Why alarming surge of Covid-19 in rural India is a big challenge

By The SATimes News Service

By Aroon Purie

On March 24, at 8 pm, India imposed one of the severest lockdowns in the world due to the corona pandemic. On that day, there were 574 Covid-19 cases and one death in India.

The country’s 75,062 Covid deaths as on September 10 represent the third-highest toll in the current pandemic. By September 10, total cases in India stood at 4.5 million. Our infectivity rate has also doubled to 8.6 per cent from 4 per cent three months ago. We have added an average of 89,000 cases daily over the past week. The silver lining, albeit a thin one, is our case fatality rate—which measures the severity of a disease—of just 1.7 per cent.

Our recovery rate of 77.7 per cent as on September 9 is among the best in the world. When the lockdown began, Covid was confined to the big cities. Until recently, Mumbai, Delhi, Ahmedabad, Chennai, Pune and Kolkata accounted for half of all reported cases.

More worrying for us, however, is a new and alarming trend—the upward arc of Covid cases in our rural hinterland. If between March 1 and July 17, 40 per cent of the Covid cases were from rural and semi-rural districts, the figure has now gone up to 67 per cent. As inter-district travel opens up, states are reporting a spike in rural Covid-19 cases. For example, Odisha currently has 59 per cent rural cases, Jharkhand 41 per cent, Chhattisgarh 37 per cent and Bihar 40 per cent.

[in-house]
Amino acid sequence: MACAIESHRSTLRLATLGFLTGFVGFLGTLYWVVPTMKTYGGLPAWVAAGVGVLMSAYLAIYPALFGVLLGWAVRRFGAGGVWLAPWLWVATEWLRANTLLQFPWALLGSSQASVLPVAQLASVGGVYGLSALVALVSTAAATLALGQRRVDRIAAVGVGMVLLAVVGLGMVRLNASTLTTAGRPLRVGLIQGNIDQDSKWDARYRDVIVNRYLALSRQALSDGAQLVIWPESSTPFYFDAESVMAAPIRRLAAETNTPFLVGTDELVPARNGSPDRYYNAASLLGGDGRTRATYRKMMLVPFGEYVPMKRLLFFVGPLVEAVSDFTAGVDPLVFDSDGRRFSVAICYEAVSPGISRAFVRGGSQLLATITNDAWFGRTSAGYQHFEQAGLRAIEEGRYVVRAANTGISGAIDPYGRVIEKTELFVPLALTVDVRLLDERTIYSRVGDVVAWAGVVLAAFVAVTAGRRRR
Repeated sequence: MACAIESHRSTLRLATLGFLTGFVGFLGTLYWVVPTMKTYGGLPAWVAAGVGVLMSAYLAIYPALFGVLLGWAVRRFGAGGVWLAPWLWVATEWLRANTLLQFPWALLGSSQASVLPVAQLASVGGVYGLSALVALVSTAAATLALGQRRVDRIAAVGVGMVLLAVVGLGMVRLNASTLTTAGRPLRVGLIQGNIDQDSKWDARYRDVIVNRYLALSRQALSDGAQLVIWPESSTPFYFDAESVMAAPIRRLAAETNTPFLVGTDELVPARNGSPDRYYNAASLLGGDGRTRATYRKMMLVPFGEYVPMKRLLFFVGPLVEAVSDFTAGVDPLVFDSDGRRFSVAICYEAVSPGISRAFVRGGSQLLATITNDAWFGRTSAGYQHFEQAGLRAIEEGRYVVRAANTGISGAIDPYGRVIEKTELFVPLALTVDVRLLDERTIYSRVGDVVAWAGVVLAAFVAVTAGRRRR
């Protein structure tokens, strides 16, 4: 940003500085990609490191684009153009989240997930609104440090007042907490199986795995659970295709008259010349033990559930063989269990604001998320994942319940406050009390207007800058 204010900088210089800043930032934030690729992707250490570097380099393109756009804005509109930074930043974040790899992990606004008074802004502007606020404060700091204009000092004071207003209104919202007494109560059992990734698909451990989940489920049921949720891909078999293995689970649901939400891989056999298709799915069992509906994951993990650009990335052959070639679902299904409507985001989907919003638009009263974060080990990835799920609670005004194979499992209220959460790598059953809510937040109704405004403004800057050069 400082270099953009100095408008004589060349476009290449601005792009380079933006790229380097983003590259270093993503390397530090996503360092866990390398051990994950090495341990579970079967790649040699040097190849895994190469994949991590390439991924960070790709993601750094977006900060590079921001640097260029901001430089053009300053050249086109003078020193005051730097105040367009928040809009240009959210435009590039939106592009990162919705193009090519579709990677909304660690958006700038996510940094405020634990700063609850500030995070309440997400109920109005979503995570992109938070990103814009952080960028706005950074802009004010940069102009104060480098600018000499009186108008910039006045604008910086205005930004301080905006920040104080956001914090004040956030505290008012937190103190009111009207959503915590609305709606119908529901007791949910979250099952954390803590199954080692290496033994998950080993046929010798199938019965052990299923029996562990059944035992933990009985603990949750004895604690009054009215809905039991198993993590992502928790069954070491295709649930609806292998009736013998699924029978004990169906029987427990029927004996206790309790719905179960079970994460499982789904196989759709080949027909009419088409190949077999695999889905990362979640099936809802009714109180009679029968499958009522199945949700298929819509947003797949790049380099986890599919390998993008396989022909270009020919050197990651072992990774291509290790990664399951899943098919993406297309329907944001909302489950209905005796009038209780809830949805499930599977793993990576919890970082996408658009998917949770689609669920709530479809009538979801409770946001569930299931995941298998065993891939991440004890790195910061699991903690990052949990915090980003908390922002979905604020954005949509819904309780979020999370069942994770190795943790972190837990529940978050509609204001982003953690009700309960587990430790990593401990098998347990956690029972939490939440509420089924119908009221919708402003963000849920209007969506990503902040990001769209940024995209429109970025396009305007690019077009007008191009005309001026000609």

In Maharashtra, state health department statistics show that five districts—Nagpur, Osmanabad, Beed, Sangli and Kolhapur—recorded an average rise of 400 per cent in cases in August, compared to 28 per cent in Mumbai. These are frightening figures because the gaps in India’s creaky health infrastructure are the widest in rural areas.

Over 65 per cent of India lives in its villages, but rural India has only 37 per cent of the country’s doctors. Primary health centres or PHCs, the first point of contact between a patient and the public health system in rural India, are understaffed. Close to 2,000 PHCs have no doctors.

Villages have just 3.2 beds per 10,000 people as opposed to the WHO basic norm of 1 for every 300 people.

A rural pandemic will be very different and far more challenging than an urban one, health experts tell us.

Strangely, the surge in Covid cases is still not causing widespread consternation. As states cannot ramp up rural health infrastructure fast enough, they have opted instead for containment measures. Covid-19 has now become a fact of life to which everyone has to adapt.

India cannot afford to shut down its economy again, especially since there are some signs of revival. What is needed is an increase in testing and more public awareness programmes to curb the spread of the virus. Prevention is far better than a cure, especially when the cure is not on the horizon yet.

(The Op-Ed appeared in DailyO)

Image courtesy of (www.sciencemag.org)

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